Our tour around northern and mid France was absolutely fantastic! Had a wonderful time – saw everything that was on my list and the driving turned out to be no problem whatsoever. Weather was just like the UK at first but it eventually brightened up. I think most parts of Europe were suffering the side effects of Hurricane Irma et al.
We went to Chinon castle – don’t bother going. I am ‘into’ history, especially the Plantagenets and have visited Fontevraud and other places before and thought we’d go to where Henry II died. Perhaps it was just me but I felt there was no historical atmosphere (or perhaps that particular king wasn’t important to the French!). A big plaque on the floor saying this was where the chapel in which he died used to be situated. Very disappointing.
We stopped off in Brittany – Mont St. Michel being one of the places to see. I’d been there back in the 1970s as a young teacher herding school children on a visit – I didn’t get to see much that time. This time I got to the very Abbey itself – very imposing. Took lots of photographs of wood engravings and plaster mouldings to inspire future projects!
Another stop was Bayeux – to see the tapestry of course, but also because my father was given a free haircut there! (More of that later). I was in total awe of the tapestry – or rather embroidery to be more correct. The only downside I felt was that we were given audio guides that you couldn’t stop and start so to get the full story you had to move along at the pace of the guide. And then you were at the end and you were in the gift shop! I’m going again at some future date and will use the audio guide as before but this time, will backtrack to have a better look at the embroidery – the stitching, colours, techniques etc.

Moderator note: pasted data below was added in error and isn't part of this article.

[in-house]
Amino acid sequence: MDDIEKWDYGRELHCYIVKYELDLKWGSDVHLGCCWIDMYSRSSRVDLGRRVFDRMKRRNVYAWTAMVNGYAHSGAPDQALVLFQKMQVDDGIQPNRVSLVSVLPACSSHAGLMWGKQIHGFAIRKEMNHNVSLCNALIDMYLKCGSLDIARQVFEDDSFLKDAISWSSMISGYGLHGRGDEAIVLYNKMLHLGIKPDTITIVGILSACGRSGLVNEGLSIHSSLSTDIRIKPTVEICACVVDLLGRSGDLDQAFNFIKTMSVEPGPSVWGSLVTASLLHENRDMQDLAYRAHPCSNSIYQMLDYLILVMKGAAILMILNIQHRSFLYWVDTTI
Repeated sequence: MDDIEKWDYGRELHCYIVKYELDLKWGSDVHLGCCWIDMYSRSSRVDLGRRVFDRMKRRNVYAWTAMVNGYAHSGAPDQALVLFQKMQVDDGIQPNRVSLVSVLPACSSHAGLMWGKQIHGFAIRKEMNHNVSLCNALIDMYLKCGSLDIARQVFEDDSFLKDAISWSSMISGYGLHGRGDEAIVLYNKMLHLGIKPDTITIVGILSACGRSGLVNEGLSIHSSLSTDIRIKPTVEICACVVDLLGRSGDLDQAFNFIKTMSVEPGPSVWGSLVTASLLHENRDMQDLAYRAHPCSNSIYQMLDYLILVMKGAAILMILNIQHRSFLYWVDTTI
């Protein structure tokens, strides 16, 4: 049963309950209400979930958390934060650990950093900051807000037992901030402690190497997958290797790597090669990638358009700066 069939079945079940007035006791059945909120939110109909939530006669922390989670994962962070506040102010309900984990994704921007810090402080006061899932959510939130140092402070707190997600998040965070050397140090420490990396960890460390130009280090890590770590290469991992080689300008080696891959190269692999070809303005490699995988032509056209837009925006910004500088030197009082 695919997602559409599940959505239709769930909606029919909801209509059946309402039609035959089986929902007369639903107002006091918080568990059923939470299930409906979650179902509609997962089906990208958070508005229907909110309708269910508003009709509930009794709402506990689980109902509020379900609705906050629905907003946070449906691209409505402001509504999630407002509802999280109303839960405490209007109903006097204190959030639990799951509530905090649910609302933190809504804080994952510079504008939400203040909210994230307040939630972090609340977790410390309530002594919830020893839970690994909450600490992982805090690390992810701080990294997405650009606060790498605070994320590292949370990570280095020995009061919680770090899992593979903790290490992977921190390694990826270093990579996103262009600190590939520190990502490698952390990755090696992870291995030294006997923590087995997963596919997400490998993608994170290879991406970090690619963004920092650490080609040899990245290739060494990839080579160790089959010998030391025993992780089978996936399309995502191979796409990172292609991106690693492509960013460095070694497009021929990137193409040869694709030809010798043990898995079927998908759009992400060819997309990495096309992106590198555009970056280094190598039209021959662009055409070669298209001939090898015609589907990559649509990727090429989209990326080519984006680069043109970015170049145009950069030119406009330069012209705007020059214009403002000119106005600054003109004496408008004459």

After Brittany we pitched up in Normandy near the D Day landing beaches. This has been on my list to visit for many years ever since Dad let slip that he was involved in these landings and had landed on Gold Beach. He never said anything else about this event except that he had been given a free haircut by a very grateful French barber in Bayeux (see above!).
What can I say? If you’ve ever been then you will know what I mean. I stood on the beach and tried to imagine thousands of young men attempting to wade ashore – men like my dad who was just 22 at the time. It was impossible for me to begin to feel how they must have felt. Although there have been many disagreements between my father and I, this made me feel so very proud of him. I couldn’t have done what he and all the other very brave men did then.
If you never visit any other French site, do go to the beaches and the museums. You will not come away unaffected. And the French still commemorate VE day every year in every little village and town.